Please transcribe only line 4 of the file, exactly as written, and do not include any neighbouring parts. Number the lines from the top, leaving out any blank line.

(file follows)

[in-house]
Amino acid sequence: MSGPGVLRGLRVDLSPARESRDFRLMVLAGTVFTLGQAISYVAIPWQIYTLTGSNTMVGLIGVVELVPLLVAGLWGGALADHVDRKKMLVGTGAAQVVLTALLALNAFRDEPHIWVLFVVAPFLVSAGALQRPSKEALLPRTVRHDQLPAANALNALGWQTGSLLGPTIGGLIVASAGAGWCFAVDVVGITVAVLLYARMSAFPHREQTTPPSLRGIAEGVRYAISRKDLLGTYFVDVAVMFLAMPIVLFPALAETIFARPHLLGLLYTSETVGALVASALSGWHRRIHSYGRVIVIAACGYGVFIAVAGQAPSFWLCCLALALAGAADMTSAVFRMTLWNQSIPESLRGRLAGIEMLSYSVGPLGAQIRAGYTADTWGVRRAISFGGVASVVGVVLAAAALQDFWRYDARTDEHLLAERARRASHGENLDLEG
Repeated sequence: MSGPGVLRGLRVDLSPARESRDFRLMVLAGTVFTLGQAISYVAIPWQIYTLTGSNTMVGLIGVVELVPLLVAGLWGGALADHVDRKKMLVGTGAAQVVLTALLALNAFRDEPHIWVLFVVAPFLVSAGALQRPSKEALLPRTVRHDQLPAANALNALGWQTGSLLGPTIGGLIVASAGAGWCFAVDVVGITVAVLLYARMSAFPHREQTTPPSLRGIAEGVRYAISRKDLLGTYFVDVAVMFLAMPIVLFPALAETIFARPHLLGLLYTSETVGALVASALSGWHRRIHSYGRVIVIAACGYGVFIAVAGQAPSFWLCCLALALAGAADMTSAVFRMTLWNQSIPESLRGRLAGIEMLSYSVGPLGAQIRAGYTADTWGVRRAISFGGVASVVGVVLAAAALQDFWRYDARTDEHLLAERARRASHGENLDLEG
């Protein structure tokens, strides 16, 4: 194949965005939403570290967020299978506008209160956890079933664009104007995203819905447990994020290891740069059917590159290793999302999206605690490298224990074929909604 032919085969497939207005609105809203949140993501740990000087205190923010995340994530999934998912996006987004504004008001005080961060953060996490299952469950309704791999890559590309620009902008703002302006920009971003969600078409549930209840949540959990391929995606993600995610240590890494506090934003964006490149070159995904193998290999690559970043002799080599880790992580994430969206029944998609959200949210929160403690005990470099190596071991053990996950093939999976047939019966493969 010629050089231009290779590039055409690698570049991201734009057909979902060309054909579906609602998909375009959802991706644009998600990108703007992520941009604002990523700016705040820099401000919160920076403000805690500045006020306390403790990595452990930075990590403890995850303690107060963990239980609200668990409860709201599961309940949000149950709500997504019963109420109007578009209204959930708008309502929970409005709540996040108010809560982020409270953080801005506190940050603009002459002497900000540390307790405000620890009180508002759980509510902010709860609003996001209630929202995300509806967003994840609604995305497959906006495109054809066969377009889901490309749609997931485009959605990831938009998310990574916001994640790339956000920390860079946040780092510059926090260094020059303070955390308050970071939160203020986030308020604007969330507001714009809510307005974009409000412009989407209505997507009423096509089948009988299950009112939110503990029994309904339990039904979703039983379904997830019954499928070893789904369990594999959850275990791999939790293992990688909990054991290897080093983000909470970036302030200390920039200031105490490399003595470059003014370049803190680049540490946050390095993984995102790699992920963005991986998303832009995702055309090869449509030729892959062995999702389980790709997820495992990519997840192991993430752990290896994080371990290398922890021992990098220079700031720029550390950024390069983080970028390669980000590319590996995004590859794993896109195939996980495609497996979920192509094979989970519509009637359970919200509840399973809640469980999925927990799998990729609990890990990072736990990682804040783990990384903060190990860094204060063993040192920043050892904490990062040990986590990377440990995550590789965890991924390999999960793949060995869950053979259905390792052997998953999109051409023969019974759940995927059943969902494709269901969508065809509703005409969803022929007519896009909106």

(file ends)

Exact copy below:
């Protein structure tokens, strides 16, 4: 194949965005939403570290967020299978506008209160956890079933664009104007995203819905447990994020290891740069059917590159290793999302999206605690490298224990074929909604 032919085969497939207005609105809203949140993501740990000087205190923010995340994530999934998912996006987004504004008001005080961060953060996490299952469950309704791999890559590309620009902008703002302006920009971003969600078409549930209840949540959990391929995606993600995610240590890494506090934003964006490149070159995904193998290999690559970043002799080599880790992580994430969206029944998609959200949210929160403690005990470099190596071991053990996950093939999976047939019966493969 010629050089231009290779590039055409690698570049991201734009057909979902060309054909579906609602998909375009959802991706644009998600990108703007992520941009604002990523700016705040820099401000919160920076403000805690500045006020306390403790990595452990930075990590403890995850303690107060963990239980609200668990409860709201599961309940949000149950709500997504019963109420109007578009209204959930708008309502929970409005709540996040108010809560982020409270953080801005506190940050603009002459002497900000540390307790405000620890009180508002759980509510902010709860609003996001209630929202995300509806967003994840609604995305497959906006495109054809066969377009889901490309749609997931485009959605990831938009998310990574916001994640790339956000920390860079946040780092510059926090260094020059303070955390308050970071939160203020986030308020604007969330507001714009809510307005974009409000412009989407209505997507009423096509089948009988299950009112939110503990029994309904339990039904979703039983379904997830019954499928070893789904369990594999959850275990791999939790293992990688909990054991290897080093983000909470970036302030200390920039200031105490490399003595470059003014370049803190680049540490946050390095993984995102790699992920963005991986998303832009995702055309090869449509030729892959062995999702389980790709997820495992990519997840192991993430752990290896994080371990290398922890021992990098220079700031720029550390950024390069983080970028390669980000590319590996995004590859794993896109195939996980495609497996979920192509094979989970519509009637359970919200509840399973809640469980999925927990799998990729609990890990990072736990990682804040783990990384903060190990860094204060063993040192920043050892904490990062040990986590990377440990995550590789965890991924390999999960793949060995869950053979259905390792052997998953999109051409023969019974759940995927059943969902494709269901969508065809509703005409969803022929007519896009909106």